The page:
Tim: She said ‘I don’t have time for this’ and shut the door on me.
Me: (stews for a few moments before a sudden eureka hits me) Well then I guess I’ll just quit right now.
Tim: (laughs) that would be funny. I don’t think she’s even worked a Tuesday special.
Me: She said she doesn’t have time for any notice so I’m leaving.
I packed up my things and headed to the door to leave with Tim (he wasn’t scheduled to work that day) when Clueless Potato runs up, the fastest I’ve ever seen her move and stopped us.
CP: Where are you going? There’s a line-up waiting for their food! (puffing and angry)
Me: I quit.
CP: (goes beet red) YOU HAVE TO GIVE ME NOTICE!
Me: That’s weird because Tim just said you don’t have time for that.
CP: (looks at Tim who nods casually, causing her face to turn a bold combination of purple and red) YOU STILL NEED TO GIVE ME NOTICE!
Me: That’s nonsense but here’s your notice: I quit and am leaving now. Goodbye, Clueless Potato.
I heard from Sam that she called everyone at the last minute to try to get someone to do the whole Tuesday special and she ended up dealing with that madness herself for a change.”
21. Neighborhood Joins Together To Extend The Green Light
“I live in a subdivision connected to a major road. The road out of the subdivision has a traffic light. In the morning, nearly everybody needs to turn left for work. Even if you want to turn right, you are simply stuck because there isn’t enough room for more than one car.
To compound the problem, the traffic light is green for no more than 5 seconds. We MAY get 4-5 cars out legally, then you have to wait another 3-4 minutes before the light switches.
As you can imagine, this causes people to run the light, swerve around somebody they thought should have gone, etc.
It’s a grab bag of ‘Idiots in Cars’, myself included. If you roll up to the light and see that you are 15 cars back, you know you’ve just added 10 minutes to your commute simply trying to get out of your subdivision.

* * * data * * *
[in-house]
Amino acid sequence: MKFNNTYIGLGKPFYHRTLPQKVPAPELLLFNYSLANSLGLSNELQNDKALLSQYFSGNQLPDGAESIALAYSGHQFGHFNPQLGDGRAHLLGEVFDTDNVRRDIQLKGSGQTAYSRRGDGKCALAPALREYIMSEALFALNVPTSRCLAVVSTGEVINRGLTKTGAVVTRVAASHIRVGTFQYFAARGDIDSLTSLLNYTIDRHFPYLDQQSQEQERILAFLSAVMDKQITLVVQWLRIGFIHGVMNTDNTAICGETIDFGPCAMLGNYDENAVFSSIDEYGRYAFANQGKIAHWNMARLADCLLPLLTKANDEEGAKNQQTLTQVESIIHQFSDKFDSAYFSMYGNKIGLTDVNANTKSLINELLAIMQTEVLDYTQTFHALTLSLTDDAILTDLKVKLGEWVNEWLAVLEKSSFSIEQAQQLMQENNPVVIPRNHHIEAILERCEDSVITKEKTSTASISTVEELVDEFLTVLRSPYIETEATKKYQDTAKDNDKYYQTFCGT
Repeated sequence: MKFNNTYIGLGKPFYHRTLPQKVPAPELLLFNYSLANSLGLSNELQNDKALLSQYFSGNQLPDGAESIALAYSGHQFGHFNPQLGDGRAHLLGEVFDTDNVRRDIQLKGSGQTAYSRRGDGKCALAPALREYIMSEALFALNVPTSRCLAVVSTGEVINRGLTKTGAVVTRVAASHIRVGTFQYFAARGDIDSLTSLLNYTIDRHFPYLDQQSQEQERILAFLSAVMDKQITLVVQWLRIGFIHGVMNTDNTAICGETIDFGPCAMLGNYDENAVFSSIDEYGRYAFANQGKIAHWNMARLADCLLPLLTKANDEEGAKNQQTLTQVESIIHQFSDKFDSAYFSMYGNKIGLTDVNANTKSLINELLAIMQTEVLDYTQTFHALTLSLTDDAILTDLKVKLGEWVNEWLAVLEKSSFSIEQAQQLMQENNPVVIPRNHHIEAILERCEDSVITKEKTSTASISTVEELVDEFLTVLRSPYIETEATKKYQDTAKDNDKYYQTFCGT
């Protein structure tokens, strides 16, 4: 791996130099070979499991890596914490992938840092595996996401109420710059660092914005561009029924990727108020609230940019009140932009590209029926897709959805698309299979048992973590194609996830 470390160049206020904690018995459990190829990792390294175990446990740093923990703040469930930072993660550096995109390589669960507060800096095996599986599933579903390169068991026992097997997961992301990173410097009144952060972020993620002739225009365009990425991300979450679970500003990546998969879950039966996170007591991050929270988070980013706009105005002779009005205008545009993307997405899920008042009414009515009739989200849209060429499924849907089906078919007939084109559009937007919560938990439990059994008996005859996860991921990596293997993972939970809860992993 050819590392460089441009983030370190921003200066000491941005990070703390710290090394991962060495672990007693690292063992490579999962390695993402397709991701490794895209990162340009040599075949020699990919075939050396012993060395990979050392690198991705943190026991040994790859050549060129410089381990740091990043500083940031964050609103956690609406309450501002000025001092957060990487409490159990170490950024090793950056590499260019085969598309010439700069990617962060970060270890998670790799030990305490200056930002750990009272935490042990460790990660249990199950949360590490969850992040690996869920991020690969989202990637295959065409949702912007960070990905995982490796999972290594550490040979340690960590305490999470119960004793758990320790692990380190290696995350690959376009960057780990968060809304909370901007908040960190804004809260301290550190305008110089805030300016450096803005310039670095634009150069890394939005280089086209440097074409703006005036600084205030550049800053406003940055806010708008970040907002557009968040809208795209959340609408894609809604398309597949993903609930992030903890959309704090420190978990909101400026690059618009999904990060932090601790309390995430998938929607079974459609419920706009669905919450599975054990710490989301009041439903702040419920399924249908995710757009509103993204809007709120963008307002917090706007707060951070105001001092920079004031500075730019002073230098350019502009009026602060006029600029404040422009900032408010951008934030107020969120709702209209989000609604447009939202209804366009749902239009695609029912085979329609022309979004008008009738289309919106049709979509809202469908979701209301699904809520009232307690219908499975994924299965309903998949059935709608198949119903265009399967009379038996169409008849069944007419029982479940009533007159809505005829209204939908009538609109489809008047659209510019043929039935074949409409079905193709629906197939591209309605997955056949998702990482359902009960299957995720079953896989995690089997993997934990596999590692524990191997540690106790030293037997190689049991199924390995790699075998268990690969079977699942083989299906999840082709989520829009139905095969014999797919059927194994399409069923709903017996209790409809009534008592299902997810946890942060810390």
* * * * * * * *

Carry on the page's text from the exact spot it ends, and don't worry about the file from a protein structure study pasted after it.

Well, because of all of our reckless driving behavior, the police communicated via our HOA that we needed to knock it off. They had a police car parked near our area every morning for a week to keep us on our best behavior.
Our board tried to work with the city to lengthen the light but to no avail. That’s when a hero emerged.
We get a random email to the HOA distribution list from an anonymous person. They laid out our plan for malicious compliance.
There is a pedestrian crosswalk light at the before-mentioned intersection that basically goes unused. In my 10 years living there, I’ve never seen it used. There just simply isn’t any pedestrian traffic.
The subdivision hero devised a plan on how to use this crosswalk to our advantage.
Basically, one person in their car simply needs to walk over and hit the ‘Push Button to Cross’, and run back to their car. When the light switches, we now get 30ish seconds to alleviate our traffic jam. Everybody is joining in, and it’s hilarious.
My oldest daughter got to do it the other day, and other cars in the line were rolling down their windows and cheering her on. It’s possibly the best neighborhood bonding experience possible. I’m sure our longer lights are screwing up something further down the line, but none of us really care. We’re now on our ‘best’ behavior since we have about 5 times longer to get through the light.”
20. Write Something Relevant? I Know Just The Topic
“I was an English major in college, eyes bright and full of the illustrious visions of me as a best-selling author. My classes were going really well for years, and my professors took a lot of time to help me refine my style when I needed help.
To make a sports ball analogy, every semester just felt like a celebratory post-point-makey butt slap. Life was all like, ‘Nice one chief. Way to make the point for the big league boys. We are sure to win the… season… game…
God, this analogy is falling apart. ANYWHO!
Things were swell until I signed up for an advanced course which I was terribly proud of. I suck in every minute aspect of my life other than writing; so, this was a huge deal for me.